In my opinion: big data can address retailer customer service, says [24]7

Mike Hughes, managing director for European operations at intuitive consumer experience firm [24]7, explains why retail customer service needs to up its game and how it can use technology to do so 

Predictive interactions and contact centre solutions provider

Predictive interactions and contact centre solutions provider


Hughes: anticipate consumer behaviour via big data

Hughes: anticipate consumer behaviour via big data

Ask the average consumer what they think of retail customer service and there is a good chance it won’t be particularly positive.

Retailers are frequently unresponsive on Facebook and Twitter, have under-staffed and over-worked call centres and operate live chat facilities that rarely provide the information actually requested.

This all contributes to making consumers feel their quest for consistent good service will be never ending. In too many cases, the end result seems to be just more communication channels through which to disappoint customers.

The answer lies not in consumer technology, but in analysing the data gleaned from those channels, applying cutting edge data analysis techniques to better understand customer issues. When applied to areas such as customer loyalty and reduction of customer effort, the application of smart data analysis and intuitive communication models will reap greater rewards for retailers than simply building a new app with no thought as to where it fits on the customer journey.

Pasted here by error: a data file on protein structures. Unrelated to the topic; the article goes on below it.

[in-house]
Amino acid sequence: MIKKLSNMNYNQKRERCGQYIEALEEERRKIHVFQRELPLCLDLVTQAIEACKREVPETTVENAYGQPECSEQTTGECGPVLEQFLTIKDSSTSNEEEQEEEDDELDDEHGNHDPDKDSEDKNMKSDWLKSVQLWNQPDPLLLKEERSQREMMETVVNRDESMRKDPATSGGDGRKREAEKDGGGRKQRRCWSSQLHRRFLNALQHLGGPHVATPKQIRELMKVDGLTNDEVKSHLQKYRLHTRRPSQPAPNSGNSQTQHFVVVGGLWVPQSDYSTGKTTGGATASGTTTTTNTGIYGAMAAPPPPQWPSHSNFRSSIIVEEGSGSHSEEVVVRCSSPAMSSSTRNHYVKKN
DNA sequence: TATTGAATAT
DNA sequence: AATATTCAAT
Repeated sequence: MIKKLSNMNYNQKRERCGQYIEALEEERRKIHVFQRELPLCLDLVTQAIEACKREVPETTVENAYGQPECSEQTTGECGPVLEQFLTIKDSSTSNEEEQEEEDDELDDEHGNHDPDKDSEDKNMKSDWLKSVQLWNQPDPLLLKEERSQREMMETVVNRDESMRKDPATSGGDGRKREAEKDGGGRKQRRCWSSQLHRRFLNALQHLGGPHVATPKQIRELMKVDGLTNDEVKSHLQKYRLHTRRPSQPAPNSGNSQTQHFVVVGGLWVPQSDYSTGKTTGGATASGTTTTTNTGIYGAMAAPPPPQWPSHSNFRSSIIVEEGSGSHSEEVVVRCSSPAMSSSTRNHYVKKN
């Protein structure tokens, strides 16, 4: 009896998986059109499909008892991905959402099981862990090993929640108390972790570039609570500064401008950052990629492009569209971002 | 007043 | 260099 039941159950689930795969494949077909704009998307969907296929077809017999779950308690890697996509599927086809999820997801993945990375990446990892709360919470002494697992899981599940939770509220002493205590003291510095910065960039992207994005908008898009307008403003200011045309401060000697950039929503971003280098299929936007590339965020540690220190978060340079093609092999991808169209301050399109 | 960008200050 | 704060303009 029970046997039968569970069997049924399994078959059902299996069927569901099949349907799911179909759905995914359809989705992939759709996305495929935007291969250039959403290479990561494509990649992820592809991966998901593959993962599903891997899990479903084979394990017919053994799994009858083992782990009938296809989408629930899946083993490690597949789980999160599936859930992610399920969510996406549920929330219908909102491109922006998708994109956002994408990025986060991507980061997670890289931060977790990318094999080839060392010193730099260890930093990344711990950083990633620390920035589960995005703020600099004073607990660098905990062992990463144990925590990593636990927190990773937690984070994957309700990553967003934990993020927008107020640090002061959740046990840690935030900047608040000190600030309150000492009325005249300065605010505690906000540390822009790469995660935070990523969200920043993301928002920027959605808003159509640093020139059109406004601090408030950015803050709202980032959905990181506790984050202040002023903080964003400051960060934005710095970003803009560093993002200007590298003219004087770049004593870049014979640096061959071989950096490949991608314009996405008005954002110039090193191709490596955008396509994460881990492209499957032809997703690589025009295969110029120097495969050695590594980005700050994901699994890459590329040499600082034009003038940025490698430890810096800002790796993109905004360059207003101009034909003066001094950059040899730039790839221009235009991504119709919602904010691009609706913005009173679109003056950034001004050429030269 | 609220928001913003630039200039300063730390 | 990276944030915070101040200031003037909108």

Changing expectations

Part of the challenge is consumers’ expectations have changed, but retailers have not adapted to meet those expectations.

Computing and communications technologies have advanced to the extent customers now have the opportunity to reach out to retailers in a number of ways, 24 hours a day. The access is right at their fingertips, and consumers expect the same rapid and intuitive experience from the retailers they contact as can be found on the smart devices they use to communicate with.

The problem at the moment isn’t just not enough companies are opening up these new channels to become fully responsive but the new channels opened up just add to the confusion within a labyrinth of steps the customer needs to take in order to make a purchase or resolve an enquiry.